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UNG adds doctorate in nursing and bachelor's in cybersecurity

This fall, UNG will begin accepting students into the new Bachelor of Science degree in cybersecurity.

The University of North Georgia (UNG) expands its ability to fill critical industry shortages in healthcare and cyber technology with the approval of two new degrees: a Doctor of Nursing Practice (DNP) and a Bachelor of Science in cybersecurity.

The Board of Regents of the University System of Georgia approved the two new degrees at its May 15 meeting, effective immediately.

“We are pleased that the Board of Regents has approved the Doctor of Nursing Practice and the Bachelor of Science with a major in cybersecurity," Dr. Chaudron Gille, vice provost at UNG, said. "We designed these programs to fill critical workforce needs in the region and build on areas of strength at UNG. Each is a natural outgrowth of existing programs and faculty expertise in the College of Health Sciences and Professions and the Mike Cottrell College of Business respectively, as well as being in high demand by students and industry."

Doctor of Nursing Practice
The new Doctor of Nursing Practice was approved May 15.

The U.S. Department of Health and Human Services projects that the shortage of primary care physicians will reach an all-time high in 2025. In the South, the projected shortage is some 13,860 primary care physicians. In Georgia, the 2016 Kaiser Family Foundation report indicates the state only has 60 percent of needed primary care providers, Georgia is ranked 39th in the nation in the ratio of doctors per 100,000 population.

Dr. Sharon Chalmers, interim head of the Department of Nursing in UNG's College of Health Sciences and Professions, said the DNP program will help fulfill a critical need for healthcare in the region.

"The Appalachian north Georgia region is made up of rural counties and populations with many unmet healthcare needs," Chalmers said. "Students in our DNP program will have opportunities to serve these residents by implementing strategies to address their healthcare needs at a system level."

The DNP degree is offered to graduates who have earned a master's degree in nurse practitioner. The 38-hour post-master's program will be offered online with two required face-to-face sessions and also will require the completion of an additional 500 hours of clinical practice beyond the requirements of the master's degree. The DNP represents the preferred educational preparation for advanced practice nurses as recommended by the American Association of Colleges of Nursing and the Institute of Medicine.

Similarly, the number of cybersecurity jobs continues to outpace the number of trained experts. In mid-May, indicated more than 10,500 cybersecurity jobs currently open in Georgia, from among 285,000 nationwide; the website categorizes Georgia's supply of cybersecurity workers as "very low." The Governor's High Demand Career Initiative notes cybersecurity as one of three focus areas, and the Georgia Department of Economic Development cites Georgia as the third-highest information security hub in the nation, with more than 115 cybersecurity companies and annual revenues of almost $5 billion. The impending move of U.S. Army Cyber Command to Georgia's Fort Gordon, which will be led by UNG alumnus Maj. Gen. (promotable) Stephen Fogarty, also raises Georgia's national profile in the cybersecurity field.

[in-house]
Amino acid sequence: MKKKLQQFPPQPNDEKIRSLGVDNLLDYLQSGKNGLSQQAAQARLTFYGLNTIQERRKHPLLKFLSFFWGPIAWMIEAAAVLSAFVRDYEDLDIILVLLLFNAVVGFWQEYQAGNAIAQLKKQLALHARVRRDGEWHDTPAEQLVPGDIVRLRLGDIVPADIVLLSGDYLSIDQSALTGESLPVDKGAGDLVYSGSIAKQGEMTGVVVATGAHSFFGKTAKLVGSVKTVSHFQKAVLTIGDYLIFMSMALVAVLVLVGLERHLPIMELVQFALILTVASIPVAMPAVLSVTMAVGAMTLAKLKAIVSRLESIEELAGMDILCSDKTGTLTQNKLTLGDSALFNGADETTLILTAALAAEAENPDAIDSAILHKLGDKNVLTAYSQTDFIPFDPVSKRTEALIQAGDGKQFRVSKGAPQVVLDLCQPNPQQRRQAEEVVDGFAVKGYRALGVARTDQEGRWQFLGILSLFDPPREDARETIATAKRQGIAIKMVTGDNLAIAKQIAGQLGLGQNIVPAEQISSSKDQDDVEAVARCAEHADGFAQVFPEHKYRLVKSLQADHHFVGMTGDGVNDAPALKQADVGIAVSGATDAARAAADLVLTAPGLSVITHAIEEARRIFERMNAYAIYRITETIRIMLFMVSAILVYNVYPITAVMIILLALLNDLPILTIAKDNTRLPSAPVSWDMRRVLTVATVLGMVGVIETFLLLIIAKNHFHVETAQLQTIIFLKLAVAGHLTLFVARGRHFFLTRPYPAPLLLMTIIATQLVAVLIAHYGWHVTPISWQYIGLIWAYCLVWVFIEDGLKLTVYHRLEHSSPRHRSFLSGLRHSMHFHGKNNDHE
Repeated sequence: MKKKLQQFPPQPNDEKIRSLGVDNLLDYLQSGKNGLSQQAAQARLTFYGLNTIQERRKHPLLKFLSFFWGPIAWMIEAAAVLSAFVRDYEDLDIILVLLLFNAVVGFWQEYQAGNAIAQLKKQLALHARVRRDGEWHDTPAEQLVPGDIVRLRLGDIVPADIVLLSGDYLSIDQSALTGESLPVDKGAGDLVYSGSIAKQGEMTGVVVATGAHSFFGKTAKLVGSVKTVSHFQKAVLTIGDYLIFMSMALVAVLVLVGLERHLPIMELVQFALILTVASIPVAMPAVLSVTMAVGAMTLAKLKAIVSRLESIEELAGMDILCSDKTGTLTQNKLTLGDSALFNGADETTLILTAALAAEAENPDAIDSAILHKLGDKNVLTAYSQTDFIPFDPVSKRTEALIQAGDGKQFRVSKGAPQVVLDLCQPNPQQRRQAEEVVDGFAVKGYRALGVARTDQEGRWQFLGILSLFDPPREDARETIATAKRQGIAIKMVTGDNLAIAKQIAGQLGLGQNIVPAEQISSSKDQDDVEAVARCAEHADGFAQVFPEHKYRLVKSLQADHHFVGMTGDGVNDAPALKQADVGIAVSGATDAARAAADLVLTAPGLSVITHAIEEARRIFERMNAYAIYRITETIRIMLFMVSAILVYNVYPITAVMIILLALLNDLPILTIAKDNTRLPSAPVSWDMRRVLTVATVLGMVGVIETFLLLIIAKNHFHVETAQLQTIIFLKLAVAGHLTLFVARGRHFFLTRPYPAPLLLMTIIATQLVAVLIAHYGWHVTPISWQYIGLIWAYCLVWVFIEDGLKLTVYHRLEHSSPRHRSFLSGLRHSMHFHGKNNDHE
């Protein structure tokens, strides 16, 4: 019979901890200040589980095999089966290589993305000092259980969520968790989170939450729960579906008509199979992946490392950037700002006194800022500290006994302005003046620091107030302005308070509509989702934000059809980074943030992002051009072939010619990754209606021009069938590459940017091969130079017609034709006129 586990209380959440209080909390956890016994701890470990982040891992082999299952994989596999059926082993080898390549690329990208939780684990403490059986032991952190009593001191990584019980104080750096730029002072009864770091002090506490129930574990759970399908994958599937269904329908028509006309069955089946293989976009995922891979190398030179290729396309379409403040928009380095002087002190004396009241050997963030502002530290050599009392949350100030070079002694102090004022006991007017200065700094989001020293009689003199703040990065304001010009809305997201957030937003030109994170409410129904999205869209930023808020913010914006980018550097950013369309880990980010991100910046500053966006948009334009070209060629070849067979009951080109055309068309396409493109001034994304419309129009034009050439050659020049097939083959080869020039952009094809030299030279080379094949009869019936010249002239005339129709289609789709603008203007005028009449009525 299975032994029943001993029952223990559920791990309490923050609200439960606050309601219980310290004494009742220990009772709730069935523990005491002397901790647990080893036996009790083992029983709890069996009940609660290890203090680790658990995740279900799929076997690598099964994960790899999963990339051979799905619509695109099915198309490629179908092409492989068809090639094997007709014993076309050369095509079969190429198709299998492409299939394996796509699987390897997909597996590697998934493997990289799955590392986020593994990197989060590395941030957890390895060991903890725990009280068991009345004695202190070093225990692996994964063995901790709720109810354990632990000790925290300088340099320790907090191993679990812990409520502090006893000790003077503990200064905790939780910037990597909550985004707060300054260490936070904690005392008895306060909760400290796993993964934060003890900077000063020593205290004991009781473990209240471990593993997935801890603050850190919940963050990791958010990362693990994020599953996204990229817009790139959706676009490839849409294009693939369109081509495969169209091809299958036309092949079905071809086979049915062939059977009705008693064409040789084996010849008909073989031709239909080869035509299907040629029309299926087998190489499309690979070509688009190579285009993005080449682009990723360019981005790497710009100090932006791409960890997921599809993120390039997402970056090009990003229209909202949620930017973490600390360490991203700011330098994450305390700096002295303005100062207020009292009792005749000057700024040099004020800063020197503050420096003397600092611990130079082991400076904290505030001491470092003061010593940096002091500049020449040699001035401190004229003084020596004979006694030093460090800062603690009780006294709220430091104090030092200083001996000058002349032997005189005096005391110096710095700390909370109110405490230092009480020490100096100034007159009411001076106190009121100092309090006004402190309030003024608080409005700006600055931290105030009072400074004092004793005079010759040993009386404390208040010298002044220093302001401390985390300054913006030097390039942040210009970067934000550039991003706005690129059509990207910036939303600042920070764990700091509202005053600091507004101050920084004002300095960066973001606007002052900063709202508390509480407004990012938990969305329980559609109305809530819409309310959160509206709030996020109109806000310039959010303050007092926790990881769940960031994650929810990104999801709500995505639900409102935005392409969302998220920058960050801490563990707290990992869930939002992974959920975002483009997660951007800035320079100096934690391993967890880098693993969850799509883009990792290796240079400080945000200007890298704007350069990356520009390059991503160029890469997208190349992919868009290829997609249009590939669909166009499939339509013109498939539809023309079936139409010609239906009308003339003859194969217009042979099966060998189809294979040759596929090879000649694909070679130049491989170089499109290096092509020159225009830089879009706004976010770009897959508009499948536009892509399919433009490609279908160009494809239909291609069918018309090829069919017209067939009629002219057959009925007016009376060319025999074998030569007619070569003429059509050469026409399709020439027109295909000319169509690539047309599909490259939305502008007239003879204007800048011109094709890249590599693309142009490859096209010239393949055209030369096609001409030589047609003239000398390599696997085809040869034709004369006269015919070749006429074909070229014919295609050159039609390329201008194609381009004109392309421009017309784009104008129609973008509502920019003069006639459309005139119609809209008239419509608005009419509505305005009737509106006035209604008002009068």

"The Bachelor of Science in cybersecurity will develop the next generation of cyber leaders who can securely provision systems, protect and defend networks, analyze threats and investigate incidents in industry, government or military settings both at home and abroad," said Ash Mady, head of the Department of Computer Science and Information Systems in the Mike Cottrell College of Business at UNG.

UNG's computer science programs in the Mike Cottrell College of Business have grown quickly in recent years because of student demand. More than 750 computer science and information systems students were enrolled at UNG as of fall 2017. Specifically, demand for cybersecurity courses has more than tripled in 2 1/2 years; while only 58 students were enrolled in two course sections in fall 2015, some 220 students enrolled across six course sections in spring 2018. Earlier this year, UNG also added a graduate-level certificate in cybersecurity.

UNG is designated as a National Center of Academic Excellence in Cyber Defense by the Department of Homeland Security and the National Security Agency and is one of six federally designated senior military colleges in the nation. UNG has offered a concentration in information assurance and security in the computer science program since 2004. The new degree is an extension of this concentration to create a more focused degree program aligned with the National Incentive for Cybersecurity Education (NICE) Cybersecurity Workforce Framework, also called the NICE Framework, categories of securely provision, protect and defend, analyze, and investigate.

Both new degrees expand upon existing academic programs at UNG; the DNP brings the number of graduate degrees offered by UNG to 18, and increases the number of doctoral degrees offered at UNG to three.  Both degree programs will begin accepting students this fall.

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